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Andrei Shelepov1
  • 1 RANEPA, 11 Prechistenskaya naberezhnaya, 119034, Moscow, Russian Federation

MDBs’ Approaches to Mobilizing Private Investment for SDGs: Opportunities and Risks

2018. Vol. 13. No. 4. P. 144–159 [issue contents]

The 2030 Sustainable Development Agenda, adopted by the UN in September 2015, drew attention of the international community to the problem of finding resources to finance various initiatives and programs necessary to achieve the Sustainable Development Goals (SDGs). The availability of the required long-term financing from state budgets and multilateral development banks (MDBs) remains limited, and its structure is not optimal due to unstable market conditions and cyclical fluctuations in the global economy, as well as a number of long-term economic trends. At the same time, private investment, primarily from the largest institutional investors, could become another important source of additional financing for development, which could partially compensate for the abovementioned deficit.

Given that, on the one hand, private investors have considerable funds, which they are not inclined to invest in infrastructure development for various reasons, and on the other hand, MDBs’ investment in this sector remain limited, despite their vast experience and unique institutional characteristics, demand has increased for multilateral banks to perform a more active role in developing and using new financial instruments, addressing information problems and providing their own financial resources, that is, co-financing projects with the private sector.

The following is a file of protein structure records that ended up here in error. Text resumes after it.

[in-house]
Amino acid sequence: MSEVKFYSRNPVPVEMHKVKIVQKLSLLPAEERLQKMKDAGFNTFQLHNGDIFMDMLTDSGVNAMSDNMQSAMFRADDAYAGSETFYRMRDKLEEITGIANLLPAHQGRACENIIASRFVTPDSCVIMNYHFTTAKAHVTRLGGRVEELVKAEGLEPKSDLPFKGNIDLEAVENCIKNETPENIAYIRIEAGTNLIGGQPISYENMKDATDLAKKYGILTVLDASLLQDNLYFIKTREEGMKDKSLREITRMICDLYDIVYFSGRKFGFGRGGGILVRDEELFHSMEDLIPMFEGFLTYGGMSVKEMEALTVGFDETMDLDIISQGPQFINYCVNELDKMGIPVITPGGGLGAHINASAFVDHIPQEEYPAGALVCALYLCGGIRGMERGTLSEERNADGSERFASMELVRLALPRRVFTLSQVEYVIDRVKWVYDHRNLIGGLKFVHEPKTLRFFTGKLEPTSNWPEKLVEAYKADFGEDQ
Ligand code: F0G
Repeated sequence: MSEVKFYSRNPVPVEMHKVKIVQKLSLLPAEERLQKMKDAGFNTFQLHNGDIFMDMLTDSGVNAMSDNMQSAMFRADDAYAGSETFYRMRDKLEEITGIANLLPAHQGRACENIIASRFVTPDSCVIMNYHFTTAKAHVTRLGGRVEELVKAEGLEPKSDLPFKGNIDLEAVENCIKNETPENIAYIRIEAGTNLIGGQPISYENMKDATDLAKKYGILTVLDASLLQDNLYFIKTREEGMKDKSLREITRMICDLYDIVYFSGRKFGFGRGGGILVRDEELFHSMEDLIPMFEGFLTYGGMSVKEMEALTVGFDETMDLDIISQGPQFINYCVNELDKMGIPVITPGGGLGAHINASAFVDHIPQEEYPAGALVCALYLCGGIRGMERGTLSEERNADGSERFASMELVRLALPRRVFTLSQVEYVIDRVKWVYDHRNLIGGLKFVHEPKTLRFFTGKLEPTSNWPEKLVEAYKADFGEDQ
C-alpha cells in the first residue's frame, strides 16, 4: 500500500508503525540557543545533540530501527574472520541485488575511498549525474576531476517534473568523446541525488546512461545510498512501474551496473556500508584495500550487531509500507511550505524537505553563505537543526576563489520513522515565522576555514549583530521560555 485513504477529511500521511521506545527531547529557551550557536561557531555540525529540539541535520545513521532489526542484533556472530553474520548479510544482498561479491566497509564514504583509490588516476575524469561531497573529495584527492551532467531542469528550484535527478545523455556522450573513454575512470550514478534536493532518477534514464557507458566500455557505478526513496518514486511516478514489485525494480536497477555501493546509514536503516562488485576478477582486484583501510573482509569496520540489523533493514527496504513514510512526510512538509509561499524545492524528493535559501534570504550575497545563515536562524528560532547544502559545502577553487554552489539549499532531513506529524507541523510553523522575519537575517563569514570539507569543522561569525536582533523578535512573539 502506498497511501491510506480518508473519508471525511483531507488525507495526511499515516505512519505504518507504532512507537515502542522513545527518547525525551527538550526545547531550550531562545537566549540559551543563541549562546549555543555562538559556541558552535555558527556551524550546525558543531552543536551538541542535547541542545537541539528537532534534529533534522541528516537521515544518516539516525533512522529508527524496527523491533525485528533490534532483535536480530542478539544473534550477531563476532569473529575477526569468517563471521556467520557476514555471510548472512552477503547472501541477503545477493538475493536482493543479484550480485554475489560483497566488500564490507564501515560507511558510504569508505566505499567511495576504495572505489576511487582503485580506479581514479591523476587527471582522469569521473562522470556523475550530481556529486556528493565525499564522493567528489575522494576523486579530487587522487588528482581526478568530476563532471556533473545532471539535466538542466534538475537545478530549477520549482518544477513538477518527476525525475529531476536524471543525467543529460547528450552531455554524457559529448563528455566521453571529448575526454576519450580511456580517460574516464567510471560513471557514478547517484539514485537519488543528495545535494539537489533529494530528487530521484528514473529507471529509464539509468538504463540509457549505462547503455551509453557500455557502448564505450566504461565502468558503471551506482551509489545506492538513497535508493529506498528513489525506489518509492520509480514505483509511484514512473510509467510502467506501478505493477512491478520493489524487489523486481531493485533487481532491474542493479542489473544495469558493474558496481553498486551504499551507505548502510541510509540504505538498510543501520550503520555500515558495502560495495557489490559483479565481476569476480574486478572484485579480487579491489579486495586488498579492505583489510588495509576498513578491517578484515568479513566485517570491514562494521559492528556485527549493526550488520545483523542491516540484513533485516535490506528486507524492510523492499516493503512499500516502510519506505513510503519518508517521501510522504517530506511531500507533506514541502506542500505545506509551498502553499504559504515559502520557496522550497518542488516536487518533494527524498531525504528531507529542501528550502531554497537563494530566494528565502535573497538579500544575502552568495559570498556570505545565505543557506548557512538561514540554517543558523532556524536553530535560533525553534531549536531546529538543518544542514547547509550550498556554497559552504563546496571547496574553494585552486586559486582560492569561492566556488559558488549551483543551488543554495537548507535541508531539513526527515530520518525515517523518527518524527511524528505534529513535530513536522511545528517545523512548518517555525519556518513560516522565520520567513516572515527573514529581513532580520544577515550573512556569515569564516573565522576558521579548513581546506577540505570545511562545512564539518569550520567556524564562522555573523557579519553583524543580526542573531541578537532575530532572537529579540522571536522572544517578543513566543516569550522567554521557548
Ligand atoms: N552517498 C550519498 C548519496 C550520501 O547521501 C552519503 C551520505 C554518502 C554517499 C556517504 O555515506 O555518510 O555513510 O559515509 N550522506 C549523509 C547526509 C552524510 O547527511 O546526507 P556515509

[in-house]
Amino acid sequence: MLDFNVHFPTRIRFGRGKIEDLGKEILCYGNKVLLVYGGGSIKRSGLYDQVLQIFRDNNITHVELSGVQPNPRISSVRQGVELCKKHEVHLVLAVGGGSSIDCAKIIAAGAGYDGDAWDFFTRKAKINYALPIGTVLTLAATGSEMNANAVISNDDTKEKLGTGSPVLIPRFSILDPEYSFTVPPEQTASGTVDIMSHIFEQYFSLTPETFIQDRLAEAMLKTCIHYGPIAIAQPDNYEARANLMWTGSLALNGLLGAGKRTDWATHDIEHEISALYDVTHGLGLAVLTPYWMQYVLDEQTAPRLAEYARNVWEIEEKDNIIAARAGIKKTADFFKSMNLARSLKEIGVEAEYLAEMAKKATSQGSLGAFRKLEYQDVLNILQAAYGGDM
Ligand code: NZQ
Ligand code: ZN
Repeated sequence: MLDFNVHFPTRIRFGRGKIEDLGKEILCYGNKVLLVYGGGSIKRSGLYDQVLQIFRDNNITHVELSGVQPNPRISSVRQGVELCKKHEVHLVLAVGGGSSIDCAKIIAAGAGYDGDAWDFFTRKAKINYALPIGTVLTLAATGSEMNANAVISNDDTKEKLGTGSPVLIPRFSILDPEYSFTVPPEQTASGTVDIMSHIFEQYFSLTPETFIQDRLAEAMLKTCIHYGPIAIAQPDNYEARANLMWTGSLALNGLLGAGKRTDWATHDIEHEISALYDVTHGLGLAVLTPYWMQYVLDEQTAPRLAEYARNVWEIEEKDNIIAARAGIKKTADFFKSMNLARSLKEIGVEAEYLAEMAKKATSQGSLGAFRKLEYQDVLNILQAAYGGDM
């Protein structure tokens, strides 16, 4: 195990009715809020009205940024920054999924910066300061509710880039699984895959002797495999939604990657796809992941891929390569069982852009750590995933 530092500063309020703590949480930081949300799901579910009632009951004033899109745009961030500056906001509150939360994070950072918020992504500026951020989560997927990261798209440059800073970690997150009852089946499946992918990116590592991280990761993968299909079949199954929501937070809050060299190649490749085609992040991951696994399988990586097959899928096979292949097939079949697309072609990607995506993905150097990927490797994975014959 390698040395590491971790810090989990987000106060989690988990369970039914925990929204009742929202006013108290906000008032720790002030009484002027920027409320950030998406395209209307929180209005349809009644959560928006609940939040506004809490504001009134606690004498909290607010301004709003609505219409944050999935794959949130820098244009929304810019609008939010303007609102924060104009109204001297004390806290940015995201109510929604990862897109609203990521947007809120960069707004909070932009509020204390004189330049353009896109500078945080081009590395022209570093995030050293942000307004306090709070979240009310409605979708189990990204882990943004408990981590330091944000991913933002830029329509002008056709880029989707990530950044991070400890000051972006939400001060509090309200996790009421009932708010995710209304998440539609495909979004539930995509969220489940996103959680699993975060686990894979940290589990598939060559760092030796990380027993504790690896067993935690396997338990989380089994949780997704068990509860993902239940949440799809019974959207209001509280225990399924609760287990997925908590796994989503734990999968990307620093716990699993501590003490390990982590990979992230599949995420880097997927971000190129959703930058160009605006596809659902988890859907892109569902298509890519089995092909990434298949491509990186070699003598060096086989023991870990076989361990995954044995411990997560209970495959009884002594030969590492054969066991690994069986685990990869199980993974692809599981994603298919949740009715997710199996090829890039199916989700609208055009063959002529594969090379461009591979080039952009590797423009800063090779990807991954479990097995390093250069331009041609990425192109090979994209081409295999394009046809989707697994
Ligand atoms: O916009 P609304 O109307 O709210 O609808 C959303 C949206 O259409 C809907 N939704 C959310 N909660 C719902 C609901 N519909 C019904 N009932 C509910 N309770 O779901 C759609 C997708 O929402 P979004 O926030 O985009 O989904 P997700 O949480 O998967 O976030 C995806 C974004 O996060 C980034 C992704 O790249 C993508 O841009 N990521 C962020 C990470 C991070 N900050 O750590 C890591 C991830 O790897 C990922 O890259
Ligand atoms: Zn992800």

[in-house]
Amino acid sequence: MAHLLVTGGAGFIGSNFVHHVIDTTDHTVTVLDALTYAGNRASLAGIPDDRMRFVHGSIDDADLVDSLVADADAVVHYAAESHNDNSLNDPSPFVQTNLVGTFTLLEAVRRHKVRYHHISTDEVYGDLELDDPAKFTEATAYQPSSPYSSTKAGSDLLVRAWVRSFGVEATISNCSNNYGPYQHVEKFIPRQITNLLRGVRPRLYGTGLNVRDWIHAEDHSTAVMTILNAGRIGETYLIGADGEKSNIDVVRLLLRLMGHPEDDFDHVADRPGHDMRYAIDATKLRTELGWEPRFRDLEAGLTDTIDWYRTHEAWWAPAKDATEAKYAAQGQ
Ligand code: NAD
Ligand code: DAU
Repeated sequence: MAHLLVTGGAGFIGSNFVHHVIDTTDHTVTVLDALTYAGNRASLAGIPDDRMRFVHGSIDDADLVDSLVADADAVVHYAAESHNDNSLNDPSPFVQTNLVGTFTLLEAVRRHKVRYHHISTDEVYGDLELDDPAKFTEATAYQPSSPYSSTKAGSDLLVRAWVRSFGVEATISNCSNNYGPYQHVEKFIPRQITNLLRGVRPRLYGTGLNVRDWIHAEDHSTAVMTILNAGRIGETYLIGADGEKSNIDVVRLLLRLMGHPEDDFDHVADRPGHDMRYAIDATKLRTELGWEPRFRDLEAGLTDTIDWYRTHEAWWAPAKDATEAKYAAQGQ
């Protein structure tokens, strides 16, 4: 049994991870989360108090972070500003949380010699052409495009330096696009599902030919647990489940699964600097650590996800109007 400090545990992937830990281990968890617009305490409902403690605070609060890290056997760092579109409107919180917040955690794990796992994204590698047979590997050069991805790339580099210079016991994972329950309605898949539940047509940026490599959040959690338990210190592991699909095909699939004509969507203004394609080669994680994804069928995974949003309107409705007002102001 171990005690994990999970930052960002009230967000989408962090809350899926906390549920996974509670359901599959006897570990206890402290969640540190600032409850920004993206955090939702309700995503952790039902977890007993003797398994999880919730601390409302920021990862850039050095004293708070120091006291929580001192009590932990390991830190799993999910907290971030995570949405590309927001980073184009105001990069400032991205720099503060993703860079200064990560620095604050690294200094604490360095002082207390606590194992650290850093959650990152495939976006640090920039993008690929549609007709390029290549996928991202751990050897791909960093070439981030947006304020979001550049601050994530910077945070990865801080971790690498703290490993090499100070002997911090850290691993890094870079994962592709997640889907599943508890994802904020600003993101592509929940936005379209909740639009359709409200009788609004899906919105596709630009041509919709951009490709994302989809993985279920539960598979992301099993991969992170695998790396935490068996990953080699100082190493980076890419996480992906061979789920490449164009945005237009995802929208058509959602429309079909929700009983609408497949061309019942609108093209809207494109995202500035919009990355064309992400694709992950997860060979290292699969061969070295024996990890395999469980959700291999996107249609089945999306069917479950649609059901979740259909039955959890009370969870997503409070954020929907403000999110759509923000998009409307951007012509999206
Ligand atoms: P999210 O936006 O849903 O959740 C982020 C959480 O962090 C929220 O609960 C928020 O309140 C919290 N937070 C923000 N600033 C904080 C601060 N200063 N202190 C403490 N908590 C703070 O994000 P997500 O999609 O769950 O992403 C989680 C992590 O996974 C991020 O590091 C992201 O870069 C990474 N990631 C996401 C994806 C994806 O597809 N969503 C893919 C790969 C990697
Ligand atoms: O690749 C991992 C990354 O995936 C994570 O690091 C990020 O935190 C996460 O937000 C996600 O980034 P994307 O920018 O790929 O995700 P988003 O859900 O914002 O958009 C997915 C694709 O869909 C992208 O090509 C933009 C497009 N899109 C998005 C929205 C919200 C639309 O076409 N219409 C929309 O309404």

This article examines the main approaches used by the MDBs to mobilize private investment, assesses their “major catalytic role” of co-financing with the private sector, and gives some recommendations on strengthening their mobilization role.

According to the author, the data on direct private investment mobilization provided by MDBs indicate the need to expand the use of mobilization tools. In this regard, measures aimed at solving the main problems in this area - the limited MDBs’ resources and their conservative credit policy – seem to be the most promising. Among these measures are easing capital requirements for banks, optimization of “concessional windows”, and partial transfer of MDBs’ obligations to private investors, including through creating investment platforms and special funds. Although these mechanisms in various forms have already been adopted by key MDBs, given insufficient levels of mobilization, it is necessary to remove obstacles to their more active use.


Shelepov A. (2018) MDBs’ Approaches to Mobilizing Private Investment for SDGs: Opportunities and Risks. International Organisations Research Journal, vol. 13, no 4, pp. 144-159 (in English). DOI: 10.17323/1996-7845-2018-04-07.   

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